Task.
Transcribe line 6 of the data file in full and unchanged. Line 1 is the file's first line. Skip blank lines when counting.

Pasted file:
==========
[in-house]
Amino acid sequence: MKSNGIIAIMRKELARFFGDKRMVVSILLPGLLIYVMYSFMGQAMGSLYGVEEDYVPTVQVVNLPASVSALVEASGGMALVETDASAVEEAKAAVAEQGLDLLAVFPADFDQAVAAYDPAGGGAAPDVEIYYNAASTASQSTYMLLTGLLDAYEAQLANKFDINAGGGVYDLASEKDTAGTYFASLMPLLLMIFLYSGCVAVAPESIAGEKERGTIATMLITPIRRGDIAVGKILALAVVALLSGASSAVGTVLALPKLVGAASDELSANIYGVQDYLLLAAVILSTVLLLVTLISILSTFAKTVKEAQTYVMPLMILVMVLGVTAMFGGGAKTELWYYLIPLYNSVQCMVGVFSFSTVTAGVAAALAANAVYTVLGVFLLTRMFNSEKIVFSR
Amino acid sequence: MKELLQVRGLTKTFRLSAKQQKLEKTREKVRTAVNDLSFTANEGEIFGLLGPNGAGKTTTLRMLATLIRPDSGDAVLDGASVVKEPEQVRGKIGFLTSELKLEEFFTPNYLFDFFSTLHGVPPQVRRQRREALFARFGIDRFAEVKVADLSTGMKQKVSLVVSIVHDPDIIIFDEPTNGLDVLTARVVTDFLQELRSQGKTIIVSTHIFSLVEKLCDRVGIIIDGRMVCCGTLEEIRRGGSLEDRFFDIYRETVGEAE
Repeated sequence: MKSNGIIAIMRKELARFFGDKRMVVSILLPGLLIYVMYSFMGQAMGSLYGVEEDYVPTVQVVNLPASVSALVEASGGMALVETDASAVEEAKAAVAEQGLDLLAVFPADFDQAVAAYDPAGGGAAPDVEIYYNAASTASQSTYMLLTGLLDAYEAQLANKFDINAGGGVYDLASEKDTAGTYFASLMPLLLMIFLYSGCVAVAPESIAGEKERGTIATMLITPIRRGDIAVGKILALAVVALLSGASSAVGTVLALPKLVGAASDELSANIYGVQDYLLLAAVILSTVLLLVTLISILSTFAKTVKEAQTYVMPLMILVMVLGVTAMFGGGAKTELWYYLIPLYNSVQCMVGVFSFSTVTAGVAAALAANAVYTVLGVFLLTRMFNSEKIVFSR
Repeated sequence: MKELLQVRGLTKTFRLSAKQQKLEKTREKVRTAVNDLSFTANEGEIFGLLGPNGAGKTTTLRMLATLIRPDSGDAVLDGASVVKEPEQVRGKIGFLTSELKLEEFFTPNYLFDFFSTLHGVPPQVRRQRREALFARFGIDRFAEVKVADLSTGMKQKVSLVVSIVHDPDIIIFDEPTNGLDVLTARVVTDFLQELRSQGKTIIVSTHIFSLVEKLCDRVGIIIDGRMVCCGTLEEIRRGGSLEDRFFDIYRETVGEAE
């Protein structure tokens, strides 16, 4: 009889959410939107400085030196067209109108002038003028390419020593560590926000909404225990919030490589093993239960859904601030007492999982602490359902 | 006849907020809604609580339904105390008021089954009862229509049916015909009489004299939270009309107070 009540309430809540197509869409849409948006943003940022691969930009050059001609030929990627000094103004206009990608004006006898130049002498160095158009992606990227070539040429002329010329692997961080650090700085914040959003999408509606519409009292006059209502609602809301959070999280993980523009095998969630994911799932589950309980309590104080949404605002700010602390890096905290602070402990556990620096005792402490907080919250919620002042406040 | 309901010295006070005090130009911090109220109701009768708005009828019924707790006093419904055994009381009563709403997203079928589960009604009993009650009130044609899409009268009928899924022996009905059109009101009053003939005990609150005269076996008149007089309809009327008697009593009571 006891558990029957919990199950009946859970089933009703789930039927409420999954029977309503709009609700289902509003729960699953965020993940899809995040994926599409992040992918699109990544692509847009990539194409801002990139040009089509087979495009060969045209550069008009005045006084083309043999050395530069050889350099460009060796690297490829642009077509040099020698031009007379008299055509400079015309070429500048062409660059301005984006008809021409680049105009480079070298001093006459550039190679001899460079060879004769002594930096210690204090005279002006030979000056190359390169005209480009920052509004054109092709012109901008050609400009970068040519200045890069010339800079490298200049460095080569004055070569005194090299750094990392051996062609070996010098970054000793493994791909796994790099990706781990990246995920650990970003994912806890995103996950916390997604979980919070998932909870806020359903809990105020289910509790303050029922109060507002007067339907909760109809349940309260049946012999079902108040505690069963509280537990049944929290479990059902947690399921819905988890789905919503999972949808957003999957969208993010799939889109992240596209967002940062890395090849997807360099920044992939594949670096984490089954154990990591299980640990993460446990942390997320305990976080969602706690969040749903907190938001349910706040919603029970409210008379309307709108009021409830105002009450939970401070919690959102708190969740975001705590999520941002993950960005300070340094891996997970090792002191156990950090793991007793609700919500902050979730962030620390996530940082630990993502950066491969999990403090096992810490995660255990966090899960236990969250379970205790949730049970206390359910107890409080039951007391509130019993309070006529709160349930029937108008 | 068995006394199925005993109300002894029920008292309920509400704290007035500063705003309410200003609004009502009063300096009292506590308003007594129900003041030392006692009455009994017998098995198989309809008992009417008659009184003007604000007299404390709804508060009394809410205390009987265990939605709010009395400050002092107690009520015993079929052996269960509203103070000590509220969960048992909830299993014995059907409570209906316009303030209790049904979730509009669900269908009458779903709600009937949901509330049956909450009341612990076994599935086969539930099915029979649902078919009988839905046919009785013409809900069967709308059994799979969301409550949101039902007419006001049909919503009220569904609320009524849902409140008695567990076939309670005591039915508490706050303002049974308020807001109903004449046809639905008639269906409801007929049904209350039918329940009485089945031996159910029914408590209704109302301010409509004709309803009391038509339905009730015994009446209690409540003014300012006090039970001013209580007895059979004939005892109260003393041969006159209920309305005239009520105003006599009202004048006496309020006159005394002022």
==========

């Protein structure tokens, strides 16, 4: 009889959410939107400085030196067209109108002038003028390419020593560590926000909404225990919030490589093993239960859904601030007492999982602490359902 | 006849907020809604609580339904105390008021089954009862229509049916015909009489004299939270009309107070 009540309430809540197509869409849409948006943003940022691969930009050059001609030929990627000094103004206009990608004006006898130049002498160095158009992606990227070539040429002329010329692997961080650090700085914040959003999408509606519409009292006059209502609602809301959070999280993980523009095998969630994911799932589950309980309590104080949404605002700010602390890096905290602070402990556990620096005792402490907080919250919620002042406040 | 309901010295006070005090130009911090109220109701009768708005009828019924707790006093419904055994009381009563709403997203079928589960009604009993009650009130044609899409009268009928899924022996009905059109009101009053003939005990609150005269076996008149007089309809009327008697009593009571 006891558990029957919990199950009946859970089933009703789930039927409420999954029977309503709009609700289902509003729960699953965020993940899809995040994926599409992040992918699109990544692509847009990539194409801002990139040009089509087979495009060969045209550069008009005045006084083309043999050395530069050889350099460009060796690297490829642009077509040099020698031009007379008299055509400079015309070429500048062409660059301005984006008809021409680049105009480079070298001093006459550039190679001899460079060879004769002594930096210690204090005279002006030979000056190359390169005209480009920052509004054109092709012109901008050609400009970068040519200045890069010339800079490298200049460095080569004055070569005194090299750094990392051996062609070996010098970054000793493994791909796994790099990706781990990246995920650990970003994912806890995103996950916390997604979980919070998932909870806020359903809990105020289910509790303050029922109060507002007067339907909760109809349940309260049946012999079902108040505690069963509280537990049944929290479990059902947690399921819905988890789905919503999972949808957003999957969208993010799939889109992240596209967002940062890395090849997807360099920044992939594949670096984490089954154990990591299980640990993460446990942390997320305990976080969602706690969040749903907190938001349910706040919603029970409210008379309307709108009021409830105002009450939970401070919690959102708190969740975001705590999520941002993950960005300070340094891996997970090792002191156990950090793991007793609700919500902050979730962030620390996530940082630990993502950066491969999990403090096992810490995660255990966090899960236990969250379970205790949730049970206390359910107890409080039951007391509130019993309070006529709160349930029937108008 | 068995006394199925005993109300002894029920008292309920509400704290007035500063705003309410200003609004009502009063300096009292506590308003007594129900003041030392006692009455009994017998098995198989309809008992009417008659009184003007604000007299404390709804508060009394809410205390009987265990939605709010009395400050002092107690009520015993079929052996269960509203103070000590509220969960048992909830299993014995059907409570209906316009303030209790049904979730509009669900269908009458779903709600009937949901509330049956909450009341612990076994599935086969539930099915029979649902078919009988839905046919009785013409809900069967709308059994799979969301409550949101039902007419006001049909919503009220569904609320009524849902409140008695567990076939309670005591039915508490706050303002049974308020807001109903004449046809639905008639269906409801007929049904209350039918329940009485089945031996159910029914408590209704109302301010409509004709309803009391038509339905009730015994009446209690409540003014300012006090039970001013209580007895059979004939005892109260003393041969006159209920309305005239009520105003006599009202004048006496309020006159005394002022």